The University of Delhi has passed the Undergraduate Curriculum Framework (UGCF) formulated under the National Education Policy (NEP) for the 2022-23 academic session, despite dissenting views from some academic council members. The UGCF was adopted on Wednesday at the University’s Academic Council (AC) meeting.
Eleven members disagreed with the framework, saying that the UGCF 2022 should be submitted to all legal bodies, such as the committees of courses, staff councils and faculties, for discussion before being taken to the Academic Council. The UGCF will be discussed in the board meeting on 11 February.
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The DU has approved the implementation of the 2022-23 NEP and the four-year undergraduate program (FYUP). The dissertation paper stated that the university gave stakeholders just 10 days to respond to a restructuring that will change the landscape of UG education and have a major impact on students and teachers.
“No steps have been taken to request feedback from legal bodies such as the Education Committee, Faculty and Works Council and other democratic forums such as the Faculty Council. The collected feedback has not been shared with the members of the Academic Council. “While it may be true that the university has received overwhelming response, it is important to examine the feedback for concerns that stakeholders may have expressed. Turning a blind eye to the concerns expressed would be fatal,” it said.
The note listed the other issues and said that the Academic Council was also not aware of the deliberations of the NEP cell and the Standing Committee, academics were denied the right to consider this agenda before it was sent to the AC brought. Noting that the establishment of the academic year 2022-23 as the year of NEP 2020 implementation is “unfounded”, they said the schedule is “so flawed” that it is the fourth model of a four-year undergraduate program in a year. submitted for discussion by the university.
They said the UGCF is not following the framework as stipulated in the draft National Higher Education Qualifications Framework (NHEQF) on which the UGC is soliciting feedback. The note advised the university to collect and forward to the UGC as feedback on NHEQF the concerns raised in the regulatory bodies about NEP recommendations, including on UGCF.
“The current group of 12th grade students has had enough of the instability in terms of their pivotal years affected by the pandemic. It won’t be fair to force CUCET and FYUP rushed exercises on them. For once, the University of Delhi should be spared from these experiments,” the note reads. They reiterated that the implementation of NEP 2020 will mean a huge reduction in the current workload, saying that in the proposed UGCF, a student will receive an Honors degree with 20 DSC (Discipline Specific Core papers) ie with 80 credits out of a total of 176.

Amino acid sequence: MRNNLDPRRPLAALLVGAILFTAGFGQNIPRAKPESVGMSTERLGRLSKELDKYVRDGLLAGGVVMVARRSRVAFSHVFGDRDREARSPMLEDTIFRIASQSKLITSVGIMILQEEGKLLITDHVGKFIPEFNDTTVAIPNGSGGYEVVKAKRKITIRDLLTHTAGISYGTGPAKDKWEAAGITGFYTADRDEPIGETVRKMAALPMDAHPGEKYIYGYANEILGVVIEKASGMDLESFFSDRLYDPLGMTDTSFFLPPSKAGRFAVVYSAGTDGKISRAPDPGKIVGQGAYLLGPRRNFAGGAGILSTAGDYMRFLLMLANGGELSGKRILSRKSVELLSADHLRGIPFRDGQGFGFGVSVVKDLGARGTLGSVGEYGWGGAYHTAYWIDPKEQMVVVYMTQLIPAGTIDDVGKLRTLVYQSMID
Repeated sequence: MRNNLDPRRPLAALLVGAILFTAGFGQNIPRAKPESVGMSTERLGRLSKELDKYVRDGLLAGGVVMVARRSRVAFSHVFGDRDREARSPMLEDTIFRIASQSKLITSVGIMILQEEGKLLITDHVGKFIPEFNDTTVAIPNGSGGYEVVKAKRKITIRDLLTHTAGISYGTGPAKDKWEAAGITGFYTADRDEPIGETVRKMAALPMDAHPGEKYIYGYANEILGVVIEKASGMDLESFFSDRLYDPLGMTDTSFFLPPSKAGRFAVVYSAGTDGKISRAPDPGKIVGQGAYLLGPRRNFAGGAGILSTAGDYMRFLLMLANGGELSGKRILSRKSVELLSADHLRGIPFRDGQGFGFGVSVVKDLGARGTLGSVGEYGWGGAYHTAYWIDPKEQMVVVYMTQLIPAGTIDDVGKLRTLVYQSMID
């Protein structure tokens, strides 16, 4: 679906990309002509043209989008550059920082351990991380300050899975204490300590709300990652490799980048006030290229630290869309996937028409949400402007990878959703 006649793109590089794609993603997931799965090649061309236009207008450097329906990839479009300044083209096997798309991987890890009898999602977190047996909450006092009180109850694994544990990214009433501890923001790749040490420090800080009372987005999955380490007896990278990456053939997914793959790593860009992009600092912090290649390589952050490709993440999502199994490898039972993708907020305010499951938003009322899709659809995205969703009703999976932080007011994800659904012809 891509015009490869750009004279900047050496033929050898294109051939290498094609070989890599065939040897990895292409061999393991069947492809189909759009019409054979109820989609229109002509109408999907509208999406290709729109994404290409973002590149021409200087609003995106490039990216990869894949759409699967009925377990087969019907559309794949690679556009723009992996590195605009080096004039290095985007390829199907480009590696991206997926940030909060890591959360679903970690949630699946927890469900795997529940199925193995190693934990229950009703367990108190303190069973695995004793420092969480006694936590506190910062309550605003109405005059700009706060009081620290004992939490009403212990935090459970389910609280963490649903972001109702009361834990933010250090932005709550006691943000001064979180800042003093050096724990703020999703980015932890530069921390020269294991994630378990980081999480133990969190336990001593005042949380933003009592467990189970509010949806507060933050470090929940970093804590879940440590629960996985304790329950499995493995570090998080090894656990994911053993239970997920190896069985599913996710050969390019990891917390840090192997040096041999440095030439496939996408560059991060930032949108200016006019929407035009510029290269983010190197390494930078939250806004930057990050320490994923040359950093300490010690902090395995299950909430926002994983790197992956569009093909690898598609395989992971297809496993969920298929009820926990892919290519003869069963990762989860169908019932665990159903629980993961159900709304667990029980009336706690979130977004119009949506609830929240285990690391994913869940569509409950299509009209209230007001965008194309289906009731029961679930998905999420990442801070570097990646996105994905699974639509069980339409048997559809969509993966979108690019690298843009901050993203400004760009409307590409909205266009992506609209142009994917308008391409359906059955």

“DSCs will only account for 45.4 percent of total credits. In the name of ‘choice’ and multidisciplinary, this is a massive dilution of honors courses and an attack on the university’s right and duty to design a credible framework that provides a rounded and robust education. This will also lead to massive job cuts,” they claimed. The UGCF also states that students who leave at the end of the first year after successful completion of academic requirements will receive a RUG certificate and those who leave at the end of the second year year will be awarded with UG Diploma.
“The relevance of such awards to a student’s job prospects remains unclear. The idea of a single structure leading to multiple types of certification is so flawed that a meaningful FYUP of this kind is not possible. Many hyped Certificates and Diplomas are just paper diplomas,” the note said. It also addressed the fact that the FYUP will increase the burden of another year of education for parents and students and drop Multiple Entry and Exit Scheme (MEES). institutionalize outs.
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“This will affect female students as well as others from marginalized and disadvantaged sections. Lakhs of students obtain a degree in three years before entering the job market. As things are, with FYUP in place, the market will treat even a three-year graduate student as a dropout and devalue them,” they said. The UGCF reduces the weight in terms of hours and thus credits, dedicated to Discipline Specific Core (DSC), Discipline Specific Electives (DSE), and Generic Elective (GE) from 6 (as in the current 3-year LOCF or FYUP’s other models) to 4.
The university had introduced FYUP in 2013 and withdrew it in 2014 after mass protests. “Students had rejected the FYUP mainly because of the extra spending for the fourth year. A survey of students in 2013 found that students spend almost 1.5 to 2 lakh per year to stay in Delhi for education. Students also rejected the FYUP due to severe dilution of the first two years of the course. The new model is falling into the same trap by offering unimportant courses in the first two semesters,” they said. The DU Teachers’ Association (DUTA) protested the UGCF outside the Academic Council meeting.
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